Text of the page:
Manzanillo is an important port on Mexico's Pacific coast, and is on the same latitude as Mexico City and is the principal port for that city.

Today's arrival is named for the Portuguese port city of Porto (or Oporto) which had a longstanding connection to Newfoundland through fishing and is one of the closest European ports to Canada.

The MSC Porto III is also on the CANEX 2 service, but is now eastbound from Montreal and is here to top up cargo to the ship's ocean going draft. The ship has a lengthy history, since it is nearly twenty years of age. (It is due for its next survey in September). By a strange coincidence with yesterday's arrival it was also built in halves at different shipyards. In this case the forward section came from Aker Warnemunde in Rostock and was joined to the stern section from Aker MTW Werft in Wismar. The result is a 25,406gt, 33,829 dwt ship with a capacity of 2478 TEU including 400 reefers. It also carries three 45 tonne SWL cranes. I expect the cranes are seldom used in the current service to and from the Mediterranean.

The ship started life in September 2004 when it was delivered as the Frisia Lissabon but was immediately renamed Cabo Prior until 2006. It then became Cap Flinders until 2008 and Frisia Lissabon again for a short time until 2009; CSAV Santos until 2011 reverting to Frisia Lissabon again until 2017 then HSL Porto. As of January 1, 2023 it became MSC Porto III. (The Roman numeral III indicates that the ship's container capacity is less than 3,000 TEU. )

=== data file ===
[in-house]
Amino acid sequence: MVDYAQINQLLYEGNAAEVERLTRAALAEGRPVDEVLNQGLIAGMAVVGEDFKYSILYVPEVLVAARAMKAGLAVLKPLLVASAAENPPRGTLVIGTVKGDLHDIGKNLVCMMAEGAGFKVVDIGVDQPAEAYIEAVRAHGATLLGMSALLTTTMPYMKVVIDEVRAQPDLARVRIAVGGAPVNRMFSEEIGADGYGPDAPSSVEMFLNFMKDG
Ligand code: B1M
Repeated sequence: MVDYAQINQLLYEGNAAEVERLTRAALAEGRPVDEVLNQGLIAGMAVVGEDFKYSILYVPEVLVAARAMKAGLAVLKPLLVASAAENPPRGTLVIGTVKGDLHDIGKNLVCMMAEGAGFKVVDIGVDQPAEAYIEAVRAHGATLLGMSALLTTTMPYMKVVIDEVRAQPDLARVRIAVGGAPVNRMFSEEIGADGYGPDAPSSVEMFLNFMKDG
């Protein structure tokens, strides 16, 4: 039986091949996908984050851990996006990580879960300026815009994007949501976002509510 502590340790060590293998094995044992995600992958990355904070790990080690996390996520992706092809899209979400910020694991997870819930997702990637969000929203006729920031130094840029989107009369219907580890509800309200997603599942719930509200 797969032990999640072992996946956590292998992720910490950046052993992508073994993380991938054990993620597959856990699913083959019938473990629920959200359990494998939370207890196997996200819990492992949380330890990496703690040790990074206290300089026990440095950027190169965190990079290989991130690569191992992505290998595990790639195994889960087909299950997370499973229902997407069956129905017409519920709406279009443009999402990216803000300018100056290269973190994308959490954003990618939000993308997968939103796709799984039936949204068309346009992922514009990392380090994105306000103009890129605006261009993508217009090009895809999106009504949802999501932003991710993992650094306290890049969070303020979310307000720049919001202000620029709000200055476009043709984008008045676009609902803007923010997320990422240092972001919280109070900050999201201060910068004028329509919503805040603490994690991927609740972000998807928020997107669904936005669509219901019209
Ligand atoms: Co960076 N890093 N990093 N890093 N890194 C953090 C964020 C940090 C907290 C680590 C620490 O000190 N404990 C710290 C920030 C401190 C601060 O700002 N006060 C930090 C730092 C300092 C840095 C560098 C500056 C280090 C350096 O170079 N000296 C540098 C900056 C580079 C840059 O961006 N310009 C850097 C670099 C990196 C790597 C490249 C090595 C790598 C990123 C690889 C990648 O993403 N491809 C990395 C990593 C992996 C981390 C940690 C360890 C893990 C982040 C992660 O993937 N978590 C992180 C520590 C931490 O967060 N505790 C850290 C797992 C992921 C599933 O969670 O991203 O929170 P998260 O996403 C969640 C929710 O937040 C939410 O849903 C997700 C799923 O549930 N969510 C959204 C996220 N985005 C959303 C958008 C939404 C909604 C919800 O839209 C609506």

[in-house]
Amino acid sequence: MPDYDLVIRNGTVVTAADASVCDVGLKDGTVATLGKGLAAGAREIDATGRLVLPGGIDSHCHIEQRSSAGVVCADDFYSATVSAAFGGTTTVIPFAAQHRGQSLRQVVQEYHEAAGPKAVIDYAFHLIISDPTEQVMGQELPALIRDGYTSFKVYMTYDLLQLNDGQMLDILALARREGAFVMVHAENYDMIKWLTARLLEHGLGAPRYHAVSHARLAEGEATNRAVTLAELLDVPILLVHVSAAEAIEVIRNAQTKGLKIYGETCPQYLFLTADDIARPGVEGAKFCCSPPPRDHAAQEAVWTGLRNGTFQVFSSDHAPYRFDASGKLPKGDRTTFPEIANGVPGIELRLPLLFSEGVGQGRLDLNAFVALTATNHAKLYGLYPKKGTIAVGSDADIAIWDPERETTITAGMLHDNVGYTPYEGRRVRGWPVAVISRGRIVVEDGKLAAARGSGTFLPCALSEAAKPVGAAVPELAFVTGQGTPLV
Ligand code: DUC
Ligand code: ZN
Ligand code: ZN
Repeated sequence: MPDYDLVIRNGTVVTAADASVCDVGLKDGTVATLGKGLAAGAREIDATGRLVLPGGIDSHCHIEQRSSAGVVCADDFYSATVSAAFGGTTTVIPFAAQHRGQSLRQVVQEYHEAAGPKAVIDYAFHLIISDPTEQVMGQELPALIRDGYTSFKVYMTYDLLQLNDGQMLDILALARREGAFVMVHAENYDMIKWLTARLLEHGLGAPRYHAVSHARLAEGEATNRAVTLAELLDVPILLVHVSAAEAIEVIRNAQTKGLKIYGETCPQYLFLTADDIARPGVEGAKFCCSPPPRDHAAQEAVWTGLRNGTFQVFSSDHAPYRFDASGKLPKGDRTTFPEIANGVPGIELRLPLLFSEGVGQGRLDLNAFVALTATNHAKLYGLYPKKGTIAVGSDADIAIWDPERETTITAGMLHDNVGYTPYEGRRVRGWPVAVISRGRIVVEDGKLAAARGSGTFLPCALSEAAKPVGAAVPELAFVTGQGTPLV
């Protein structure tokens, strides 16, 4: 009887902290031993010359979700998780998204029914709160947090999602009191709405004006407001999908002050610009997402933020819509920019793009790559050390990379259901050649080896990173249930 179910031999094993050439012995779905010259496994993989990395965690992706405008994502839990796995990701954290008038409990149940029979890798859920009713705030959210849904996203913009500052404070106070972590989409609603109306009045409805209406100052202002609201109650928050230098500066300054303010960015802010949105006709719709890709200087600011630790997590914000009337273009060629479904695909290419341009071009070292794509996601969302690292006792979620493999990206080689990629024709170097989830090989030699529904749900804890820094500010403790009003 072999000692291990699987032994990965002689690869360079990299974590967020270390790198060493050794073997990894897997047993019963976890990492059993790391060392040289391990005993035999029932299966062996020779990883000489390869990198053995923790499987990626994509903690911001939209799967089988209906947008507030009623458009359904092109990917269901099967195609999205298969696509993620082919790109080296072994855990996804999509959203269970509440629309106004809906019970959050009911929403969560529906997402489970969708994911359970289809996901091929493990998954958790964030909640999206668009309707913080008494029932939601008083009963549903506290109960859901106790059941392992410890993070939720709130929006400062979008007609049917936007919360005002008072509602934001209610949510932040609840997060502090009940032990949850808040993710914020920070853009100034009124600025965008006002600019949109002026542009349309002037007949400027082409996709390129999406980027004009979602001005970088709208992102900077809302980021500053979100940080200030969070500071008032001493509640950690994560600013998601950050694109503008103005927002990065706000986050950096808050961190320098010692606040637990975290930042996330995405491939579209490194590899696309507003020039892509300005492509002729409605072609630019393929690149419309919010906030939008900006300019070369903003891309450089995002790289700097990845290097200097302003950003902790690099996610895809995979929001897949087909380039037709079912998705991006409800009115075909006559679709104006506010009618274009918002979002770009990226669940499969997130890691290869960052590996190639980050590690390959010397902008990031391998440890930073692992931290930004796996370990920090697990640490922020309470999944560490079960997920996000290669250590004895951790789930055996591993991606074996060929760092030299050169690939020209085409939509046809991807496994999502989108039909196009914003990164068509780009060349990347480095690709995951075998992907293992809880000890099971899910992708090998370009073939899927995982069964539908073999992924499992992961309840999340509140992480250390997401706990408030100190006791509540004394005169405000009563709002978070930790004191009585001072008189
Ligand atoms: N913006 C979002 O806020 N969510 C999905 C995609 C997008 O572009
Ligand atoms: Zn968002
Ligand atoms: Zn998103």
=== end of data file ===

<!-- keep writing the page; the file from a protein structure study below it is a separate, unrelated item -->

Ships are equipped with exhaust gas scrubbers these days unless their engines can use low sulphur fuel. MSC Porto III certainly did not appear to be employing a scrubber today, as it emitted a very oily black cloud as it approached the South End Terminal operated by PSA Halifax. 


Saturday, February 10, 2024

What are the Odds

 The title of this post is intended to be a rhetorical question, although someone with a higher degree of mathematical proficiency than I might the able to answer it. 

With some 1500* ships calling in Halifax in the course of a year there are many times when the same ships are in port together at the same time. Leaving out cruise ships (there were 178 cruise calls in 2023 - many of which were duplicates and there were many times when there was more than one ship in port at a time) and leaving out regular coastal cargo ships or tankers, that are in port regularly, the numbers of "coincidental calls" reduces dramatically.

Most container lines use the same ships for extended periods of time, and those with relatively short haul weekly or monthly calls are likely to have coinciding visits, with ships from other lines. But for the long haul lines, with a given ship calling in the port maybe only one two times a year, the coincidence rate becomes even lower.

Therefore today's repeat visits by CMA CGM J. Adams and MSC Pratiti must be considered a rare event. They were last in Halifax together in June 2022. 

CMA CGM J. Adams is on the Ocean Alliance (CMA CGM / APL / COSCO / Evergreen /  OOCL) Asia to North America east coast service from Japan, Korea, China, Malaysia and Sri Lanka. Of interest is that after stopping in Colombo January 14-15 it did transit the Red Sea safely, passing through the Suez Canal January 25-26. It stopped in Tanger Med Febraury 3-4 and sailed directly for Halifax.

Followiing newly instituted regulations, as of Janaury 2024, the ship used two stern tethered escort tugs. 

All container ships with an overall length greater than 335 meters (1099 ft) and a draught greater than 14.0 meters (46 ft) are now required to use dual tug escorts. This particular ship measures 365.96 meters (1200 ft) overall length and 15 meters (49.2 ft) draught.